You don’t need to spend a fortune sightseeing around Budapest we’ll show you a great tour that you can do with just a single BKV ticket. The tour on tram number 2 will take about 20-40 minutes and it will show you some beautiful sites as you ride along one of the most beautiful tram lines in the world.
For just 350 HUF this is a great introduction to Budapest and it’ll show you the main sites along the Danube. Oh and did we mention that National Geographic chose it as the seventh most beautiful tram line in 2012?
Before you depart you might want to drop into Drop Shop near Jászai Mari Square and visit one of Budapest’s best wine shops that way you’ll jump on the tram with a slightly more blushed face. Straight away you’ll see Olimpia Park‘s recently painted five Olympic rings – unlike its bigger sibling in Munich it doesn’t have a stadium or lake, but instead a nice playground and sports field.
You can check out the reconstructed Kossuth Square as well as the grassy area around the parliament building. While there are some less-inspiring buildings they’ll disappear in the shadow of the beautiful parliament‘s shadow. The retro style building of metro line 2 also impairs the generally picturesque scene but fortunately the Danube soon appears and you’ll be able to take some great snaps. As you head along the riverside don’t miss the Matthias Church and the Buda Castle, the Hungarian Academy of Sciences and the Four Seasons Hotel.
You’re heading towards the Chain Bridge, but before you can immerse yourself in one of István Széchenyi’s greatest works, you’ll suddenly be in a dark tunnel. Fortunately, it only takes a few seconds and after the tunnel you’ll find the lion bridge behind you, although there’s still plenty of time to admire the view. Here you’ll find other sites including the quay and raqpart – a great summer outdoor club.
At Vígadó Square, a temporary cordon will obscure what’s otherwise a grand meeting place with stunning old buildings. As you arrive at Elizabeth Bridge, you might even spot Tünde Kiszel, a local TV ‘celebrity’ at Eötvös Square, (we know she lives nearby). Speaking of celebrities, a foreign airline has its offices at the Danube Promenade with a advertisment of Kobe Bryant and Lionel Messi nearby. You could hop off and take a selfie with the two star athletes like they do in the popular commercial.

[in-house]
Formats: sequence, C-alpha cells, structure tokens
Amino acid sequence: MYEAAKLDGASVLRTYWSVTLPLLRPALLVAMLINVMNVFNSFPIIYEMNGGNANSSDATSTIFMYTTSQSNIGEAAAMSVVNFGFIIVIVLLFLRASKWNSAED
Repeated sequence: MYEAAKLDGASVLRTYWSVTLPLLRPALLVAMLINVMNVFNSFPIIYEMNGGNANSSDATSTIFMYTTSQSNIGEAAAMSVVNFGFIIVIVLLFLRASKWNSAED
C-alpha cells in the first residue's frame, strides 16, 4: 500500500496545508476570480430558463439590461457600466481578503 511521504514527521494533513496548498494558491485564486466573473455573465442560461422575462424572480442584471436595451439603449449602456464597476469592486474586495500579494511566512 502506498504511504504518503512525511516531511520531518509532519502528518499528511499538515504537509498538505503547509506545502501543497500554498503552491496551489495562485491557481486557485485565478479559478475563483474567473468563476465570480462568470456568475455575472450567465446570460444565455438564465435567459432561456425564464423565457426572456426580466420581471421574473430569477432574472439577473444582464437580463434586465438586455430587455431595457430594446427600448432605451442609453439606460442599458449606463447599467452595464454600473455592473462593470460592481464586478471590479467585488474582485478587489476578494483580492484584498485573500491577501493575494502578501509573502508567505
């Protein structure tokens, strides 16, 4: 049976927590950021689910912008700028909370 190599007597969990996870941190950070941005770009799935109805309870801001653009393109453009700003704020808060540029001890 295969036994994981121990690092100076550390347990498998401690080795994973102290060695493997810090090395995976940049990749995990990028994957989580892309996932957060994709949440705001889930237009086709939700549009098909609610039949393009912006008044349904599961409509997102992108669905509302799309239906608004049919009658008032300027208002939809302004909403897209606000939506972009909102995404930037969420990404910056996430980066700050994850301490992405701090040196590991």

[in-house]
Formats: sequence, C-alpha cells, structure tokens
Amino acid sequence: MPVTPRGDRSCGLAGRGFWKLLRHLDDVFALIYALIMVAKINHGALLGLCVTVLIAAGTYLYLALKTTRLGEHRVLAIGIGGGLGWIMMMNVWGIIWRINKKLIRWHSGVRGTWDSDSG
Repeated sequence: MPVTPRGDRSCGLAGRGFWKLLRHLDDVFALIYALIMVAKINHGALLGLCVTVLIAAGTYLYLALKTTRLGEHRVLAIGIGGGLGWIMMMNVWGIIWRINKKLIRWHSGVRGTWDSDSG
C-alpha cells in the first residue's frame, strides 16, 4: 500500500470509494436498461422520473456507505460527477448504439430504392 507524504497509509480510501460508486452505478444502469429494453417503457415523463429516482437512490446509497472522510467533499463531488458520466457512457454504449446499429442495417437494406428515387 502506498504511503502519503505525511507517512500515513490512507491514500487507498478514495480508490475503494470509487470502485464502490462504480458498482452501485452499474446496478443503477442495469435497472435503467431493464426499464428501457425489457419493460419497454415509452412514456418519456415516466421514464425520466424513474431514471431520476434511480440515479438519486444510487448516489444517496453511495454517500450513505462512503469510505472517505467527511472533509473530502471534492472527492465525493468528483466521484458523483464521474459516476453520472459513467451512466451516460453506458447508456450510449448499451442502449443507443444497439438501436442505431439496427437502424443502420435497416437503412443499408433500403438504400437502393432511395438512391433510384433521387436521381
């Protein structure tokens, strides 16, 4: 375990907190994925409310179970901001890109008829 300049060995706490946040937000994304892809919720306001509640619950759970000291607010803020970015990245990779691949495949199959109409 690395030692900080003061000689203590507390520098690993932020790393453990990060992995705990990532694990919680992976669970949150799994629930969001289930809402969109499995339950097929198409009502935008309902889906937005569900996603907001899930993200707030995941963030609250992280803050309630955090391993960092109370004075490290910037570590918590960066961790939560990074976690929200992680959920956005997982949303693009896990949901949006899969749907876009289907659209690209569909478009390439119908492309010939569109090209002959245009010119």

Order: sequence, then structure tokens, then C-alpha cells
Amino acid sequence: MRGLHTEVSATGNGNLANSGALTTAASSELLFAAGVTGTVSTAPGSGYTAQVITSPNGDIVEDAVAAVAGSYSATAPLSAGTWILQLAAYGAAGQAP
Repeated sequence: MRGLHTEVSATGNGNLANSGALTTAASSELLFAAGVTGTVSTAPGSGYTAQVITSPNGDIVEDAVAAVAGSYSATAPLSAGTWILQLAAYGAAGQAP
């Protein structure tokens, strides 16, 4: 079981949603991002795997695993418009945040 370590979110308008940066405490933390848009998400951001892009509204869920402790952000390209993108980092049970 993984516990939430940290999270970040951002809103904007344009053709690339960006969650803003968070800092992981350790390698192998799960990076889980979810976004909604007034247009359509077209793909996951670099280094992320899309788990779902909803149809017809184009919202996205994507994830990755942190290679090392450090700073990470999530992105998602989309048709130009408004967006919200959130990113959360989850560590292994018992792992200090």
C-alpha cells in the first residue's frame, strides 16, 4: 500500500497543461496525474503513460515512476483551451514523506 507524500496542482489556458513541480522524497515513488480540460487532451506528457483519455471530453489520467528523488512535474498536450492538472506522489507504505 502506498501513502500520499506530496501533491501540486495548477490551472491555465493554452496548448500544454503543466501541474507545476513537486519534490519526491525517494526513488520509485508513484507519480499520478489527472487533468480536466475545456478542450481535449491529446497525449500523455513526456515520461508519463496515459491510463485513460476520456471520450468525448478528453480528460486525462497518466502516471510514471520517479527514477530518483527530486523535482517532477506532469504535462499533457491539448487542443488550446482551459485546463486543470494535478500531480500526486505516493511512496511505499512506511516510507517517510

You’ll have plenty of time to view Gellért Hill until you reach Fővám Square, where you dive into darkness once again. If you need to you can change to the metro line 4 here. After the tunnel you’ll have to be careful not to miss the Great Market Hall. Soon you’ll get to the Bálna building or the “whale” (you’ll see what we mean when you get there). Some say it’s Budapest’s Eiffel Tower but we’ll let you decide.
As we get closer to Petőfi Bridge, you’ll notice the standards decrease in more than one way. Around the Zsil Street stop the grass is not as manicured as at Kossuth Square, not to mention the concrete basketball court. And at Boráros Square, the number of passengers often doubles so it’s nearly impossible to see the Danube House shopping centre through the window. But as compensation, you’ll catch a glimpse of ELTE‘s university buildings on the Buda side, and later towards Soroksári Street, you’ll find the Zwack building (think Unicum!!).
If the 5th district has a Palace District, we could easily call the part around Haller Street the Office District, there are so many office buildings in this area you could forget you’re in Budapest! But you don’t have to travel far to reach the Palace of Arts and the National Theatre: the two buildings are most impressive at night with all their lights, but they’re impressive buildings even during the day. Our ends at the last stop: Közvágóhíd, where the Budapest Park opened recently. You could stop by its club or concert hall for a drink if you arrive after 5pm.